Shaping force to match mission

Organizing a 64-man tank company into a light-infantry rifle company is not unheard of within the last 12 years of counterinsurgency (COIN) operations in the Middle East, so pulling forward some of those concepts was not difficult. We originally started out with the standard tank company configured to operate in a COIN environment, which looked like two infantry squads, including the platoon leader and platoon sergeant embedded within the squads. This would keep the leadership structure intact, with three platoons and a headquarters element. Understanding that this mission included significantly more open terrain and no vehicular support, we adjusted the configuration of the platoons to add more personnel to the team. We deconstructed one platoon, handing the staff sergeants and below over to the two other tank platoons, adding to their ranks to make 25 Soldiers.

We gained the battalion mortar platoon, consisting of 20 Soldiers, to which we added from our headquarters element to create the 25-man platoon. This created two maneuverable squads with a platoon headquarters element for mission command. Each squad had two squad automatic weapon (SAW) gunners and two M203/M320 grenadiers. We also trained M240B machinegunners and assigned one to each squad if the mission dictated.

Also, there were enough Soldiers at the company level to have a company mission-command node. The platoon leader and platoon sergeant from the deconstructed platoon assisted in an observer/controller role during our collective training, assisting the executive officer with the company trains and daily resourcing requirements. We attached a scout platoon, sniper squad and 15 linguists to accomplish all training objectives with the RAO. A small battalion tactical command-post node deployed to assist with mission command and for direct coordination with the ARCENT exercise support group in Oman.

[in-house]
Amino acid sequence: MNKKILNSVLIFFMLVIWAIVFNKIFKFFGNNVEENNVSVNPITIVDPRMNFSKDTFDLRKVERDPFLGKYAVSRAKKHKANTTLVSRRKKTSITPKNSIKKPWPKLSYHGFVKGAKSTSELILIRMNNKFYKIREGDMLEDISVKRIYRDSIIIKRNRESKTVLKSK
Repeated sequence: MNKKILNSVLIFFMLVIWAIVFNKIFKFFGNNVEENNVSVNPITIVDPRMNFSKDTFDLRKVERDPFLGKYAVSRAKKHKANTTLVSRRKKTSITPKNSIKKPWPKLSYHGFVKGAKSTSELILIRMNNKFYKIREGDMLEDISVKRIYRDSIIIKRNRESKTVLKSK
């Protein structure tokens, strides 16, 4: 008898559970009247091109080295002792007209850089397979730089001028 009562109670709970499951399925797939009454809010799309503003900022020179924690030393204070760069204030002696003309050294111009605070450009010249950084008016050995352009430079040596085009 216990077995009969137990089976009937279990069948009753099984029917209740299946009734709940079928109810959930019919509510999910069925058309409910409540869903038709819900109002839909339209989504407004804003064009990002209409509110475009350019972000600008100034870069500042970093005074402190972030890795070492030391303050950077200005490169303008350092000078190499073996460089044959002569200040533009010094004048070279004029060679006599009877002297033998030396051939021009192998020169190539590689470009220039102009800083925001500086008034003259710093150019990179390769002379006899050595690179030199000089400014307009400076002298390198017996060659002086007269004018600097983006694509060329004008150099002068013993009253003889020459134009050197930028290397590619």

Collective training

To become proficient in all AMTs in six weeks, Chaos Company configured into a light-infantry rifle company and began training at the individual level. Having qualified all Soldiers on M-4 rifles prior to deployment, including basic and advanced rifle marksmanship, the team went straight into close-quarters marksmanship (CQM) at the individual level. We spent time engaging targets both stationary and while moving, and working on individual body stance and weapon posture.

Next was the buddy-team level: for two days, each squad broke their members down into buddy teams, working individual movement techniques, buddy-team bounding, team-movement techniques and specialty teams within the squad (such as aid and litter teams, detainee teams, etc.). Buddy-team training included another live-fire of CQM to advanced CQM and close-quarters battle (CQB) that involved Battle Drill 6. We worked this team-level training extensively over the course of several days to gain proficiency at the most basic collective level.

We noticed the company had a broad range of proficiency in dismounted operations stemming from various levels of experience throughout the organization, including noncommissioned officers (NCOs) recently redeployed from Afghan security-force assistance teams (SFATs); NCOs with multiple tours to both Iraq and Afghanistan with COIN tactics, techniques and procedures (TTPs) from various units; and platoon leaders and junior enlisted with no deployments and trained for decisive mounted operations. To bring all these experiences together, every training event was soundly based within doctrinal tasks and performance measures. Where there were doctrinal gaps, TTPs were formed, codified, validated and published within our company standard operating procedures made specifically for this TSCE.

At squad level, the team conducted movement techniques and formations, navigating linear danger areas, reacting to contact and squad attack (both urban environment and rural). This culminated with a squad live-fire iteration integrating battle drills 6 and 6A. There were some challenges as we validated at squad level, such as SAW gunners not having qualified on their weapon prior to live-fire. We worked through this issue by using blanks for those Soldiers and still accomplishing the intent of the training objectives – to have sound tactical movement and maneuver of fires.